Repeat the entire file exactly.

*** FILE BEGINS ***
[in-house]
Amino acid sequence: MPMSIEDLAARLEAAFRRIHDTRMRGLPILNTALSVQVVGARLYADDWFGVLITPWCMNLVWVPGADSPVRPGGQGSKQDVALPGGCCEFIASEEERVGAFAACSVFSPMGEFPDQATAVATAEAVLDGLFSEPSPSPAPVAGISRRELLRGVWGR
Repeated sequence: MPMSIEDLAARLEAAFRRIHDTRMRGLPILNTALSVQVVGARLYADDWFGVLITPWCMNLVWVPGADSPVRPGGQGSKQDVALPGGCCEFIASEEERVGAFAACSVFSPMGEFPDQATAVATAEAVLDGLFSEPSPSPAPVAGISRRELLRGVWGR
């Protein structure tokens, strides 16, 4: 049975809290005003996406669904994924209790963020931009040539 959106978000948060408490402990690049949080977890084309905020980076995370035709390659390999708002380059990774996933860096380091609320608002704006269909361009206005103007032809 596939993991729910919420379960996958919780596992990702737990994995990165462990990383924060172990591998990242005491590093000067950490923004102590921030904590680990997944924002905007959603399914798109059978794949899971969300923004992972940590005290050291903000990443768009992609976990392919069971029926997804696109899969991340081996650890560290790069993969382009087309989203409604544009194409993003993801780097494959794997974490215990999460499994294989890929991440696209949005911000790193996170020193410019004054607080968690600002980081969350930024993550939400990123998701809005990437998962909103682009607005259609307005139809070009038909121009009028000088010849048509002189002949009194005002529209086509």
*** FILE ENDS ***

[in-house]
Amino acid sequence: MPMSIEDLAARLEAAFRRIHDTRMRGLPILNTALSVQVVGARLYADDWFGVLITPWCMNLVWVPGADSPVRPGGQGSKQDVALPGGCCEFIASEEERVGAFAACSVFSPMGEFPDQATAVATAEAVLDGLFSEPSPSPAPVAGISRRELLRGVWGR
Repeated sequence: MPMSIEDLAARLEAAFRRIHDTRMRGLPILNTALSVQVVGARLYADDWFGVLITPWCMNLVWVPGADSPVRPGGQGSKQDVALPGGCCEFIASEEERVGAFAACSVFSPMGEFPDQATAVATAEAVLDGLFSEPSPSPAPVAGISRRELLRGVWGR
């Protein structure tokens, strides 16, 4: 049975809290005003996406669904994924209790963020931009040539 959106978000948060408490402990690049949080977890084309905020980076995370035709390659390999708002380059990774996933860096380091609320608002704006269909361009206005103007032809 596939993991729910919420379960996958919780596992990702737990994995990165462990990383924060172990591998990242005491590093000067950490923004102590921030904590680990997944924002905007959603399914798109059978794949899971969300923004992972940590005290050291903000990443768009992609976990392919069971029926997804696109899969991340081996650890560290790069993969382009087309989203409604544009194409993003993801780097494959794997974490215990999460499994294989890929991440696209949005911000790193996170020193410019004054607080968690600002980081969350930024993550939400990123998701809005990437998962909103682009607005259609307005139809070009038909121009009028000088010849048509002189002949009194005002529209086509």